So, in truth, the debate about holding a vote on Brexit is not simply about whether or not a ballot should be held. Rather, it is a debate about what form any such ballot should take. It is, perhaps, not surprising that, given it enjoys a substantial lead in polls of election vote intentions, the pro-Brexit Conservative government thinks it could well win an election held under the single-member plurality system. On the other hand, given that on average the polls put Remain ahead of Leave by six points (as well as ahead of leaving without a deal), it is equally unsurprising that the predominantly anti-Brexit opposition parties think the future of Brexit should be decided via a referendum. The two forms of ballot could produce very difficult outcomes.
However, the debate about whether to hold an election or a referendum is not simply one between government and opposition. Which of them should be held first is a source of division within the opposition. Some are happy for an election to be called once the Commons has voted on the outcome of the negotiations between the UK and the EU – and paved the way for an extension of the Article 50 process if necessary. The SNP, well ahead in the polls and mindful of the forthcoming trial of their former leader, Alex Salmond, in the New Year, appear particularly keen for an election to be held as soon as possible and not delayed until after a referendum. In contrast, an early ballot would not seem to be in the interest of those former Conservative MPs who now face the difficult prospect of having to defend their seats as independents.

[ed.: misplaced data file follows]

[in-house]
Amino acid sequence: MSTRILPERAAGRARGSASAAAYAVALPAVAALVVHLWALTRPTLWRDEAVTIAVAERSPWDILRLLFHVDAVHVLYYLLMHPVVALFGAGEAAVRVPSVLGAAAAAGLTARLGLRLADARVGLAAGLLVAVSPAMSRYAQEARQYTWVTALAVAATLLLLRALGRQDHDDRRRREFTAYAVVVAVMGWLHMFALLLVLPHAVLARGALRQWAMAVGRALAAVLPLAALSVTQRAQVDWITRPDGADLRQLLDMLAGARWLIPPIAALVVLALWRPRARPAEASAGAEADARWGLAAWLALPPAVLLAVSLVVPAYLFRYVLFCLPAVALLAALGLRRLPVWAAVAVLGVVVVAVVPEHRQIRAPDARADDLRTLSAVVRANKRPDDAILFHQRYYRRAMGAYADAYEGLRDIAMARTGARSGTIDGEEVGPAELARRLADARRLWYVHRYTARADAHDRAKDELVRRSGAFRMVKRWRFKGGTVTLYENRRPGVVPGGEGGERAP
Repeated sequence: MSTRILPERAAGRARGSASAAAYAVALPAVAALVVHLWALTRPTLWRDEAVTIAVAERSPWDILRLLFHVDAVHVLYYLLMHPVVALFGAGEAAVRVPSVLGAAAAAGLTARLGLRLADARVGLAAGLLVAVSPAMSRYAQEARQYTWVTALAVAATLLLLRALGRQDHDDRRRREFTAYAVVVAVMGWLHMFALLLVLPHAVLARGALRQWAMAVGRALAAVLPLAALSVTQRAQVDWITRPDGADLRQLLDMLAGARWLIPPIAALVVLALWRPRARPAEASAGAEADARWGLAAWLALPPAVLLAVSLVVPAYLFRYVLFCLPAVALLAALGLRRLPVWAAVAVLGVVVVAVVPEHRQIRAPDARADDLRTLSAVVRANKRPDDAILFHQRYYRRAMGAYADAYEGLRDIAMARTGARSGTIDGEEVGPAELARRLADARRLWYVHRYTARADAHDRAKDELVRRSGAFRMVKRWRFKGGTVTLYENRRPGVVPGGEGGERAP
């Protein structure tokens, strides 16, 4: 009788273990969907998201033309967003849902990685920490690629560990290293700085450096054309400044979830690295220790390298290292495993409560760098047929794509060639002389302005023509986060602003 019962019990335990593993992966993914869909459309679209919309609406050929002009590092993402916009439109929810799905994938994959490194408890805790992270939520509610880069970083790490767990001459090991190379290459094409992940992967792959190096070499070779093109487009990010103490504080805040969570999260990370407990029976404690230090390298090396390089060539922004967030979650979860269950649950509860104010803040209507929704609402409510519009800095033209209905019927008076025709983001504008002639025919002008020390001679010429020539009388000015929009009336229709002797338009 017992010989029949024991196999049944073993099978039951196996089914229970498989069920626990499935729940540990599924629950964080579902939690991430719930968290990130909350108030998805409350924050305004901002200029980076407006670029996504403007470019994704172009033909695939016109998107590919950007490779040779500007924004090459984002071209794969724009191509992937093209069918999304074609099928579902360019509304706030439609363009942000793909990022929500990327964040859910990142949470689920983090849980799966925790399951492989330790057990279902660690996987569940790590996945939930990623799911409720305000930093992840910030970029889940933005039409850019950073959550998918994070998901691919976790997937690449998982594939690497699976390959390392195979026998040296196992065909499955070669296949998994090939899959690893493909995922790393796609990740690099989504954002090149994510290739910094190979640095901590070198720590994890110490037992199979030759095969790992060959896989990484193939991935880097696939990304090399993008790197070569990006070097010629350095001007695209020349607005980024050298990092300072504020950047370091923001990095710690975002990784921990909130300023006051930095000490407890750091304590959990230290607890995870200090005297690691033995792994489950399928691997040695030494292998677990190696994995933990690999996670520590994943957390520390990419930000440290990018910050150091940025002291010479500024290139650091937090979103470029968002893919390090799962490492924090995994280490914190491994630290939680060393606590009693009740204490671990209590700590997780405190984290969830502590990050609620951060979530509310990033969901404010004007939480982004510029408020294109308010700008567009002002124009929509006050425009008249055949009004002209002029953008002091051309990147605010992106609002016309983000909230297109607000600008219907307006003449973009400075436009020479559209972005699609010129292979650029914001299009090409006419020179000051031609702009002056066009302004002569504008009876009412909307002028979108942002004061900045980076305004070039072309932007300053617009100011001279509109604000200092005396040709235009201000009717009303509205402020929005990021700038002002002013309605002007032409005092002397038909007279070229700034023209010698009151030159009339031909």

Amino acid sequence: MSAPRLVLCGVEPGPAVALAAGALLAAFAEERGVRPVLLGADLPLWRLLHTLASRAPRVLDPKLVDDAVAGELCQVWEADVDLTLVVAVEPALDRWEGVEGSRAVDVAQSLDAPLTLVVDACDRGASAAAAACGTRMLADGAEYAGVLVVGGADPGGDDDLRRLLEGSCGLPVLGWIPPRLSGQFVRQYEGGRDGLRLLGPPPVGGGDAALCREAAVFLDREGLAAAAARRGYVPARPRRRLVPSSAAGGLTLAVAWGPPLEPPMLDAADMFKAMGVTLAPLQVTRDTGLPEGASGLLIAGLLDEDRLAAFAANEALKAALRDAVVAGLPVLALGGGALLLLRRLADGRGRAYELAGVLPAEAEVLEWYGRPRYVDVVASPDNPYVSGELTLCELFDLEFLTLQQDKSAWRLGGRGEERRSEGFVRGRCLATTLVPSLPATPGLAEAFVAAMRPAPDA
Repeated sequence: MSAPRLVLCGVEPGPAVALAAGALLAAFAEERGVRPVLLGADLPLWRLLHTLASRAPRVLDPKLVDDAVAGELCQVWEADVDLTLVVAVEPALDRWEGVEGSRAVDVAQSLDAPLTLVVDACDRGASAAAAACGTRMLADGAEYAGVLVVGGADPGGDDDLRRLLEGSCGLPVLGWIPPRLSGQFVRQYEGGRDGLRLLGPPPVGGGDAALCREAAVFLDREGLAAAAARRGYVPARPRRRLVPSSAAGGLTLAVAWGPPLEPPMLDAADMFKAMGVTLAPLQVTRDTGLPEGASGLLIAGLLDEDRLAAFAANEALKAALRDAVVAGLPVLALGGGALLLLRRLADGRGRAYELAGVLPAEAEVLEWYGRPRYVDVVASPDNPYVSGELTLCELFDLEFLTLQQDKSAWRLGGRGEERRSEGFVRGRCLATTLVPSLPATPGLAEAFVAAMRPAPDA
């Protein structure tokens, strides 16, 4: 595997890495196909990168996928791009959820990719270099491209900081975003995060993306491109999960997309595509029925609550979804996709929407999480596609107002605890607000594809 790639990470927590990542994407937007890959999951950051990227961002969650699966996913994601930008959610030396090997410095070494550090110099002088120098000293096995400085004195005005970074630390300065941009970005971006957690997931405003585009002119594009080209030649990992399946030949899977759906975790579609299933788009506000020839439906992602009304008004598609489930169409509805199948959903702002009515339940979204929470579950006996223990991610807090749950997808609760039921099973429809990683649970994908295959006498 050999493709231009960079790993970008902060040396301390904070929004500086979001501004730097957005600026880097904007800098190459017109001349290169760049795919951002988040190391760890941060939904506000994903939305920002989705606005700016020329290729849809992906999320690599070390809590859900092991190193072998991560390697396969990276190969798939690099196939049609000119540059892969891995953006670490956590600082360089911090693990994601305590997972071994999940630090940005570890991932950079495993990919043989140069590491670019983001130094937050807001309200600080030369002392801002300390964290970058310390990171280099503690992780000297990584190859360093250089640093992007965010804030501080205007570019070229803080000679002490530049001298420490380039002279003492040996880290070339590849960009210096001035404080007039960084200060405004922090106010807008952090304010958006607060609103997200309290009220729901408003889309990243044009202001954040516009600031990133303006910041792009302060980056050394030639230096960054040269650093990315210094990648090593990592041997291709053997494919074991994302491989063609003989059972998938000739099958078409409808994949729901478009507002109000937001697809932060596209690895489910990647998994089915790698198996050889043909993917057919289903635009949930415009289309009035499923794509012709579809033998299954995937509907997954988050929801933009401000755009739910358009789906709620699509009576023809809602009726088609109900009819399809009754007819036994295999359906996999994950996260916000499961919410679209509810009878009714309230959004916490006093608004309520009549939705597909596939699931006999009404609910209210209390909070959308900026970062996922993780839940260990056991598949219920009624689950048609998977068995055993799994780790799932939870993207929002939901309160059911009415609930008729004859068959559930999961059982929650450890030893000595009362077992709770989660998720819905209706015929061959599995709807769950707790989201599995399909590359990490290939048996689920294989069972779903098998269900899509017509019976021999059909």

But where the debate appears to be particularly important is inside the Labour Party. Some, such as the Deputy Leader, Tom Watson, have suggested that a Brexit referendum should be held before any election. In contrast, others, including most notably the Leader, Jeremy Corbyn, appear minded to allow an election to be held first. The former group are perhaps less sanguine than those in the latter camp about Labour’s prospects in an early general election.